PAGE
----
It’s just such an exciting role. There’s a lot of unknowns too, on every project. I think that’s where the good stuff lies. Trusting in the process and moving forwards, embracing it.

HOW DOES DIRECTING FOR ANIMATION DIFFER FROM DIRECTING FOR LIVE ACTION — OR DOES IT?
Technically it’s different — with animation your choices are pretty much made all up front, with the storyboards and animatic as your guides, and then they’re brought to life with animation. Whereas, for me, the excitement in live action is not really knowing what you’ll get until there’s a lens on it. And even then, it can come together in a totally new way in the edit.

I don’t try to differentiate myself as an “animation director” or “live-action” director. They’re just different tools for the job. Whatever tells the best story and connects with audiences!

HOW DO YOU PICK THE PEOPLE YOU WORK WITH ON A PARTICULAR PROJECT?
Their skillset is paramount, but equally as important is their passion and their kindness. There are so many great people out there, but I think it’s so important to work with people who are great and kind. Too many people get a free pass for being brilliant but feel that celebration of their work means it’s okay to mistreat others. It’s not okay… ever. I’m lucky that Aardman is a place full of excited, passionate and engaged folk who are a pleasure to work with, because you can tell they love what they do.

CAN YOU NAME SOME RECENT PROJECTS YOU HAVE WORKED ON?
I’ve been lucky enough to work on a real variety of projects recently. I directed an ident for the rebrand of BBC2, a celebratory Christmas spot for the luxury brand Fortnum & Mason and an autobiographical motion graphics short film about Maya Angelou for BBC Radio 4.

Maya Angelou short film for BBC Radio 4

I love the variety of them, just those three projects alone were so different. The BBC2 ident was live-action in-camera effects with a great crew of people, whereas the Maya Angelou film was just me on design, direction and animation. I love hopping between projects of all types and sizes!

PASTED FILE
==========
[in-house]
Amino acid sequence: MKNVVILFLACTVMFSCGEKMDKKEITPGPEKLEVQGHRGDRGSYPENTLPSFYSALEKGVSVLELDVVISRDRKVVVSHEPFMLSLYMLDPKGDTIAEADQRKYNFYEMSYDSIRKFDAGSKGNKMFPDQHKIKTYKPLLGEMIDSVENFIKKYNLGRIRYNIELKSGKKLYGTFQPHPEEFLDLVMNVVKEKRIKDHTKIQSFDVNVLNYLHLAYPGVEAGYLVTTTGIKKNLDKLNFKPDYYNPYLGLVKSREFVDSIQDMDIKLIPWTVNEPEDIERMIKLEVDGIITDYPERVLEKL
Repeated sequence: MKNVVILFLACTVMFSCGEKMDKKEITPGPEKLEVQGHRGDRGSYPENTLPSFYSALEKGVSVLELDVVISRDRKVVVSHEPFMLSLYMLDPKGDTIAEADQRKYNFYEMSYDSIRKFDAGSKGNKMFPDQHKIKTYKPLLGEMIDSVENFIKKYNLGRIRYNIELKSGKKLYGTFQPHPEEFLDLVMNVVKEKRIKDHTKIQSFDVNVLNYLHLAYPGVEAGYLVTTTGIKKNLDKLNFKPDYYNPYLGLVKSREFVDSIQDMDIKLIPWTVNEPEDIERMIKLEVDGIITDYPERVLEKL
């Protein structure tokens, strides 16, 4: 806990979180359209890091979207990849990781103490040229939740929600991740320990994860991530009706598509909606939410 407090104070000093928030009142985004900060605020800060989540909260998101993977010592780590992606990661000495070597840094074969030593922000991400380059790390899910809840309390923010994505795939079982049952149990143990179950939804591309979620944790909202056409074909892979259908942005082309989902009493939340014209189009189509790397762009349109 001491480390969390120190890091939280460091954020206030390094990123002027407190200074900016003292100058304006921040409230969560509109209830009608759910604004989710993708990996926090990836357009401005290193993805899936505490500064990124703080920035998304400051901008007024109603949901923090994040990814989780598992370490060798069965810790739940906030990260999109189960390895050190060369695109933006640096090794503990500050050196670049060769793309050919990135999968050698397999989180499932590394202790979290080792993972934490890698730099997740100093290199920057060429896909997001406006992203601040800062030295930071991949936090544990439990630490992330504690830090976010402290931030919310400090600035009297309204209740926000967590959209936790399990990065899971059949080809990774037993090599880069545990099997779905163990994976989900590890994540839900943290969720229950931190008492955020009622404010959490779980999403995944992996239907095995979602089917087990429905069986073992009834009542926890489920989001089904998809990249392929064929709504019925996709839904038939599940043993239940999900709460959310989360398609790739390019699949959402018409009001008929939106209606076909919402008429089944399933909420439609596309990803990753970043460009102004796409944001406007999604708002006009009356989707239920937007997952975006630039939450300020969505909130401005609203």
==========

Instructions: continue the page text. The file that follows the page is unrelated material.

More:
I’m working on development of a stop-frame short at the moment, which is all I can say for now, but just the process alone going from idea to a scribble in a notebook to a script is so exciting. Who knows what 2019 holds!?

WHAT IS THE PROJECT THAT YOU ARE MOST PROUD OF?
Oh man, that’s a tough one! A few years back I co-directed a title sequence for a creative festival called OFFF, which happens every year in Barcelona. I worked with Aardman legend Merlin Crossingham to bring this thing to life, and it’s a proper celebration of what we both love — it ended up being, and we lovingly referred to as, our “stop-frame live-action motion-graphics rap-video title-sequence.” It really was all those things!

That was really special as not only did we have a great crew, I got to work with one of my favo rite rappers, P.O.S., who kindly provided the beats and the raps for the film.

NAME THREE PIECES OF TECHNOLOGY YOU CAN’T LIVE WITHOUT
– My iPhone. It’s my music player, Internet checker, email giver, tweet maker, picture capturer.
– My Leica M6 35mm camera. It’s my absolute pride and joy, I love the images it makes.
– My Screens. At work I have a 27-inch iMac and then two 25-inch monitors on either side. I just love screens. If I could have more, I would!

WHAT DO YOU DO TO DE-STRESS FROM IT ALL?
I genuinely love what I do, so I rarely feel like I “need to get away from it all.” But I do enjoy life outside of work. I’m a drummer and that really helps with any and all stress really. Even just practicing on a practice pad is cathartic, but nothing compares to smashing away on a real kit.

I like to run, and I sometimes do a street dance class, which is both great fun and excruciatingly frustrating because I’m not very good.

I’m a big gamer, even though I don’t have much time for it anymore. A blast on the PS4 is a treat. In fact, after this I’m going to have a little session on God of War before bed time.